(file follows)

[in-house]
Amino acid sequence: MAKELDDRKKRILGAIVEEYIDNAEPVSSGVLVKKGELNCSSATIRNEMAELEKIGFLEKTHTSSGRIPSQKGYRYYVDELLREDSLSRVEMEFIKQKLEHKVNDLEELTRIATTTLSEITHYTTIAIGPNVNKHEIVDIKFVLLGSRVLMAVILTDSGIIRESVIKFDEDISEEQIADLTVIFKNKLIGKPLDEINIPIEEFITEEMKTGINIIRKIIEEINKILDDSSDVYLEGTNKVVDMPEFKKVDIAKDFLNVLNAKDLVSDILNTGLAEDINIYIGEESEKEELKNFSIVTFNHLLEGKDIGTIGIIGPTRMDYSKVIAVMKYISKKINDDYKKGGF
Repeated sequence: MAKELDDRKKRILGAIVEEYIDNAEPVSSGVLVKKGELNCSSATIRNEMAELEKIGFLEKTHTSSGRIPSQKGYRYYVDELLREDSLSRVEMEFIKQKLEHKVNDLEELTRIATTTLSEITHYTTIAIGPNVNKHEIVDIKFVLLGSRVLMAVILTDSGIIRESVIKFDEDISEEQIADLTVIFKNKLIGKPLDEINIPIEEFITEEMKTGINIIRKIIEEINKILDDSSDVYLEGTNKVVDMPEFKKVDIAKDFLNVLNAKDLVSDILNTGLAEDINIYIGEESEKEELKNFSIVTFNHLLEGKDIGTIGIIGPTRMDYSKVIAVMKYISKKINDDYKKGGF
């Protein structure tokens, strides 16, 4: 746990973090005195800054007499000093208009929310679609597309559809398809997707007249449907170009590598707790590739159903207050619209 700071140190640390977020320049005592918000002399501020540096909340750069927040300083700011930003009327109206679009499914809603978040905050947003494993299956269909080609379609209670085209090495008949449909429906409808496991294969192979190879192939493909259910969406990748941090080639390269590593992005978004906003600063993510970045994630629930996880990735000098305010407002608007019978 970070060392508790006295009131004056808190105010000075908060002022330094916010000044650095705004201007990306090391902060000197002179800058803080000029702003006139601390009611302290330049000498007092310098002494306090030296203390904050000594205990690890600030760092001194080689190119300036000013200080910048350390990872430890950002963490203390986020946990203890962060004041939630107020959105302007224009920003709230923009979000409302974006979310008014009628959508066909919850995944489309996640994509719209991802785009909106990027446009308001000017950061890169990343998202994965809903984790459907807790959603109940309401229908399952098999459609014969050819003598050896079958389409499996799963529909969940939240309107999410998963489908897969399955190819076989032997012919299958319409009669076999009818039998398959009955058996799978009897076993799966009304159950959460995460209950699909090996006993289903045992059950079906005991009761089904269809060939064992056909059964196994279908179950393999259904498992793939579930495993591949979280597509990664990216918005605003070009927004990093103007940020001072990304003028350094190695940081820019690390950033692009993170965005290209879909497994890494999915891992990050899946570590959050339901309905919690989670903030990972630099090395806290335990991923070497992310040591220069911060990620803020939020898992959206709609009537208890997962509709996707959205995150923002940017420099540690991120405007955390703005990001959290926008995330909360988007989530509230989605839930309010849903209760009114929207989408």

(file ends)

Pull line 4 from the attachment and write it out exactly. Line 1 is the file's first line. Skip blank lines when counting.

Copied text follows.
């Protein structure tokens, strides 16, 4: 746990973090005195800054007499000093208009929310679609597309559809398809997707007249449907170009590598707790590739159903207050619209 700071140190640390977020320049005592918000002399501020540096909340750069927040300083700011930003009327109206679009499914809603978040905050947003494993299956269909080609379609209670085209090495008949449909429906409808496991294969192979190879192939493909259910969406990748941090080639390269590593992005978004906003600063993510970045994630629930996880990735000098305010407002608007019978 970070060392508790006295009131004056808190105010000075908060002022330094916010000044650095705004201007990306090391902060000197002179800058803080000029702003006139601390009611302290330049000498007092310098002494306090030296203390904050000594205990690890600030760092001194080689190119300036000013200080910048350390990872430890950002963490203390986020946990203890962060004041939630107020959105302007224009920003709230923009979000409302974006979310008014009628959508066909919850995944489309996640994509719209991802785009909106990027446009308001000017950061890169990343998202994965809903984790459907807790959603109940309401229908399952098999459609014969050819003598050896079958389409499996799963529909969940939240309107999410998963489908897969399955190819076989032997012919299958319409009669076999009818039998398959009955058996799978009897076993799966009304159950959460995460209950699909090996006993289903045992059950079906005991009761089904269809060939064992056909059964196994279908179950393999259904498992793939579930495993591949979280597509990664990216918005605003070009927004990093103007940020001072990304003028350094190695940081820019690390950033692009993170965005290209879909497994890494999915891992990050899946570590959050339901309905919690989670903030990972630099090395806290335990991923070497992310040591220069911060990620803020939020898992959206709609009537208890997962509709996707959205995150923002940017420099540690991120405007955390703005990001959290926008995330909360988007989530509230989605839930309010849903209760009114929207989408």